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  #901  
Old Posted Feb 9, 2019, 10:40 PM
yaletown_fella yaletown_fella is offline
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Originally Posted by CaliNative View Post
On the distant horizon across Lake Ontario, is that New York state barely visible, or just clouds? I've been told that you can see the Toronto skyline from New York state shoreline, so I guess it works the other way. Chicago skyline is visible from Michigan on a clear day. Skyline shots from across big bodies of water are cool. Wonder if you could see New York from Philadelphia and vis versa on a really clear day from a tall building? Boston from New York?...doubt it. But maybe Boston is visible from Provincetown on Cape Cod?
You can see a lot from certain geographic points, even without being in a tall building. I was overlooking the Neville Park Ravine in East Toronto at the corner of Victoria Park Avenue and Bracken Avenue. I could see the Skylon Tower, Sheraton Hotel tower, Fallsview, and even the mist from the falls from that lookout sometime in late October.
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  #902  
Old Posted Feb 10, 2019, 10:45 PM
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Originally Posted by bhunsberger View Post
Los Angeles, California | February 2019

L.A.'s skyline is among the prettiest in the world, especially after a winter storm over the mountains. Thanks for posting.
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  #903  
Old Posted Feb 16, 2019, 4:34 PM
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Miami:


Miami skyline by LEX, on Flickr
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  #904  
Old Posted Feb 18, 2019, 5:37 AM
karishmab karishmab is offline
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Miami:
Cool shot, Chris! I love this pic! I like different color combinations. Thanks for sharing such a beautiful photo!
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  #905  
Old Posted Feb 26, 2019, 2:37 AM
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Photo I got last night of downtown Cincinnati.

ACV_1289 by photolitherland, on Flickr
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History is happening in Manhattan and we just happen to be In the greatest city, in the greatest city in the world!
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  #906  
Old Posted Mar 2, 2019, 3:05 AM
Ralphy-in-TheLoop. Ralphy-in-TheLoop. is offline
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Smile Philly skyline more impressive than LA skyline.

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Originally Posted by Maldive View Post
Gorgeous shot.

I realize L.A. is a very, very complicated, massive creature.. and if you can't master earthquake engineering issues, you can't build.

But on a skyscraper forum I'm always suprised to see L.A. in the top lists. Philly beats it.

If urban density plus skyline was a prerequisite .. lol.. a dozen towers wouldn't make the cut. Freeways etc.

But photogenic for sure.
Yes I find the philly skyline more impressive than LA. It has more architecture and more historical buildings. It looks way better than LA especially from the air.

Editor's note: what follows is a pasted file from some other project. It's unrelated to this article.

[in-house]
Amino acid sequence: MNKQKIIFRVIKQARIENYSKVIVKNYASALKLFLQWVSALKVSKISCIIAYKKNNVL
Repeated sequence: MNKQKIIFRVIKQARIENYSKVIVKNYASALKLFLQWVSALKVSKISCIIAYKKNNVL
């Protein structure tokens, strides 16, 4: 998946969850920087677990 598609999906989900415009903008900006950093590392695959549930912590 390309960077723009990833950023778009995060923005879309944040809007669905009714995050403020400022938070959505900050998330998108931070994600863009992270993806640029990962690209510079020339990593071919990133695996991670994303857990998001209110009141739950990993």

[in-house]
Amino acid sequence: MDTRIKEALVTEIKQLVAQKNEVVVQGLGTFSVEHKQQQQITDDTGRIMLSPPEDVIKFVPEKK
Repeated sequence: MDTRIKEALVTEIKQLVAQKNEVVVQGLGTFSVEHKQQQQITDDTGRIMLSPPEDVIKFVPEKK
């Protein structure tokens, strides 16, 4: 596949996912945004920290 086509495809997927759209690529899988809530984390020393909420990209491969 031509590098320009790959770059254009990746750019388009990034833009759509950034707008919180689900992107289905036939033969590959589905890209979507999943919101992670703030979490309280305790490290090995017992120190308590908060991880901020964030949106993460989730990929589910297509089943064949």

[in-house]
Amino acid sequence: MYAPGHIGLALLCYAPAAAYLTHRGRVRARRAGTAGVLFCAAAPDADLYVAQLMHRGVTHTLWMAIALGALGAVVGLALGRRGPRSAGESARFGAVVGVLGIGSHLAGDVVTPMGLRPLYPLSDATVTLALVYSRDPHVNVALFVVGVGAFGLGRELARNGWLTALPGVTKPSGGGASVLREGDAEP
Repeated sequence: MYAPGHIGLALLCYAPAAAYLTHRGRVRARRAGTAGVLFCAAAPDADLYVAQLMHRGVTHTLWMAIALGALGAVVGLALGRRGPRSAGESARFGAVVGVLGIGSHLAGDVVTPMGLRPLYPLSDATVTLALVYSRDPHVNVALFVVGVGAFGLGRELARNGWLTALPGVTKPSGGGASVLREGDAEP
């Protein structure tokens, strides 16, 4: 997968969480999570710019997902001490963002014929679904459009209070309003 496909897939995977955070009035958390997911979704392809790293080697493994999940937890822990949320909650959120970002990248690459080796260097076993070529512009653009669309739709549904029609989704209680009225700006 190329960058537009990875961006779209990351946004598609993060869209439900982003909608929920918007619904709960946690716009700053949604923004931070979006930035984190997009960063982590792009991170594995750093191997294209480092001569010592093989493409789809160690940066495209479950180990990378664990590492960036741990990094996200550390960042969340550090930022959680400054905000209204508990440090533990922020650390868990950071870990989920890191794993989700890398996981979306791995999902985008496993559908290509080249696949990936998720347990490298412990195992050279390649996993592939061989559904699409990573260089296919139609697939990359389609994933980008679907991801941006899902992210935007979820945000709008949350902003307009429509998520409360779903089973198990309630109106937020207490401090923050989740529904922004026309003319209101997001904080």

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  #907  
Old Posted Mar 5, 2019, 1:09 AM
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Was at Fort Niagara in NY yesterday and the Toronto skyline is pretty bad ass from there. Was going to do some night photos but it started snowing super hard and you couldn't see the skyline anymore.

ACV_1464 by photolitherland, on Flickr
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  #908  
Old Posted Mar 5, 2019, 7:06 AM
karishmab karishmab is offline
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Originally Posted by photoLith View Post
Photo I got last night of downtown Cincinnati.
Added to my favorites! I love night scene photos. This photo is really amazing! The reflection of colorful lights on the water makes this pic more beautiful!
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  #909  
Old Posted Mar 8, 2019, 4:27 PM
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  #910  
Old Posted Mar 11, 2019, 6:21 AM
CaliNative CaliNative is offline
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Originally Posted by photoLith View Post
Was at Fort Niagara in NY yesterday and the Toronto skyline is pretty bad ass from there. Was going to do some night photos but it started snowing super hard and you couldn't see the skyline anymore.

ACV_1464 by photolitherland, on Flickr
That answers my question. You CAN see Toronto from New York. With its proximity to Toronto, sooner or later Buffalo could do better. I should probably start buying Buffalo/Niagara Falls properties. Prximity to Toronto a big plus.

Last edited by CaliNative; Mar 11, 2019 at 7:49 AM.
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  #911  
Old Posted Mar 11, 2019, 6:27 AM
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Originally Posted by Ralphy-in-TheLoop. View Post
Yes I find the philly skyline more impressive than LA. It has more architecture and more historical buildings. It looks way better than LA especially from the air.